Four million newly stolen cards on criminal underground linked to restaurant breaches

  • On November 23rd, 2019, a new batch of four million freshly hacked debit and credit cards appeared for sale on the card site Joker’s Stash. Two unnamed financial industry sources and fraud intelligence company Gemini Advisory, informed KrebsOnSecurity that the cards originated from breaches at four restaurant chains.
  • The restaurants were identified as Krystal, Moe’s, McAlister’s Deli and Schlotzsky’s, which primarily operate across the Midwest and Eastern US. Krystal, which disclosed their breach in October 2019, stated that they were breached between April and July 2019. Moe’s, McAlister’s, and Schlotzsky’s, which are all owned by Focus Brands, was breached between April and July 2019.

Source

 

Vulnerabilities

45% of exposed Jira instances vulnerable to SSRF vulnerability

  • Palo Alto Networks Unit 42 researchers analysed the Server-Side Request Forgery (SSRF) vulnerability CVE-2019-8451 in Jira and its impact on public cloud service providers (CSPs). SSRF vulnerabilities enable attackers to engage in internal network reconnaissance, lateral movement, and remote code execution.
  • The flaw was initially thought to only affect versions v.7.6 onwards, however the researchers found it present from version 4.3. The researchers discovered 7,002 exposed Jira instances in six public CSPs, with 45% of them vulnerable to CVE-2019-8451, of which 56% are leaking cloud infrastructure metadata.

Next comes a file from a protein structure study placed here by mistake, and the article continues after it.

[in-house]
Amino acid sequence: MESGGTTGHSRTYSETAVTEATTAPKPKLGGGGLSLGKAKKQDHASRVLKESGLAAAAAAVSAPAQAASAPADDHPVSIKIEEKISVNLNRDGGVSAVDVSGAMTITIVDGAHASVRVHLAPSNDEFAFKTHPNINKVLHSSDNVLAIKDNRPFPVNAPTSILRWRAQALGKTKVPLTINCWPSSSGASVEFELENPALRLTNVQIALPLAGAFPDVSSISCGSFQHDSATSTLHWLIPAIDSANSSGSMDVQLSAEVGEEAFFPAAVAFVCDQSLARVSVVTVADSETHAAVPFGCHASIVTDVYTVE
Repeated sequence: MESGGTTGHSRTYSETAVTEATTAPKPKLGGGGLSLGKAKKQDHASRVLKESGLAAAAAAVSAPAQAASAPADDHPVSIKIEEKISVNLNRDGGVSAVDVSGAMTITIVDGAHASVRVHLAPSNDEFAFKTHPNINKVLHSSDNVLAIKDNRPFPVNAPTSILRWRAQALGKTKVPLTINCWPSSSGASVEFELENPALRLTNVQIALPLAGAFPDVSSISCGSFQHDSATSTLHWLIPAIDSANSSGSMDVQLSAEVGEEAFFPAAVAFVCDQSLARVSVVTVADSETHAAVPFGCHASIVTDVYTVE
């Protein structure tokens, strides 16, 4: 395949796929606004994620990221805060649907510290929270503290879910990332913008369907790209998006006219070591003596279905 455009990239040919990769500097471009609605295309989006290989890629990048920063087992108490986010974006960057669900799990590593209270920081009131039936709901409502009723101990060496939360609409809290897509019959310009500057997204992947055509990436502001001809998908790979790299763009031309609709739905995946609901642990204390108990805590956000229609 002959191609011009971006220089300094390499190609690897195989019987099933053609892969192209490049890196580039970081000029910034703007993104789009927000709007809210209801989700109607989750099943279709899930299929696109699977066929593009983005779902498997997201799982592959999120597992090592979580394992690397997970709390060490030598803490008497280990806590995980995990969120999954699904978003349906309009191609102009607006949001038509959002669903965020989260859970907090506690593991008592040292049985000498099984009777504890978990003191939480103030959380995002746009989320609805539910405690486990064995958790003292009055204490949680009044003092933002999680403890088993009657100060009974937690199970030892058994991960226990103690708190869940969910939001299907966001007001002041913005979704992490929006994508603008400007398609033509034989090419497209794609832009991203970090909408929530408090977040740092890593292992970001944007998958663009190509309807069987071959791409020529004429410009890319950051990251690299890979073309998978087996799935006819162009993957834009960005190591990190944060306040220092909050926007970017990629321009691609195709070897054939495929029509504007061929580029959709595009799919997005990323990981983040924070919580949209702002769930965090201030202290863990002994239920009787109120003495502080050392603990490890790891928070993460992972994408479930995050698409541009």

• The researchers note that known SSRF vulnerabilities exist in numerous applications that could be exploited in the cloud and recommend several best practices.

Source

 

HP SSD Drive bug will cause loss of drive and data

  • A bug in 20 HP Serial-Attached SCSI solid-state drives causes the SSDs to fail at exactly 32,768 hours of operation time. The drivers are used in storage products and multiple enterprise servers. SSD failure results in both the drive and data being lost.
  • So far, HP has provided fixes for only 8 of the affected drives, with further updates due in December. 

Source

 

Kaspersky patch introduced bug that allows websites to crash the antivirus

  • Kaspersky reported that its July 2019 patch fixed a number of vulnerabilities discovered in Kaspersky’s Web Protection by security researcher Wladimir Palant in December 2018. One vulnerability could allow a website to send commands to the main Kaspersky application, for example to disable the ad-blocking and tracking protection functionality.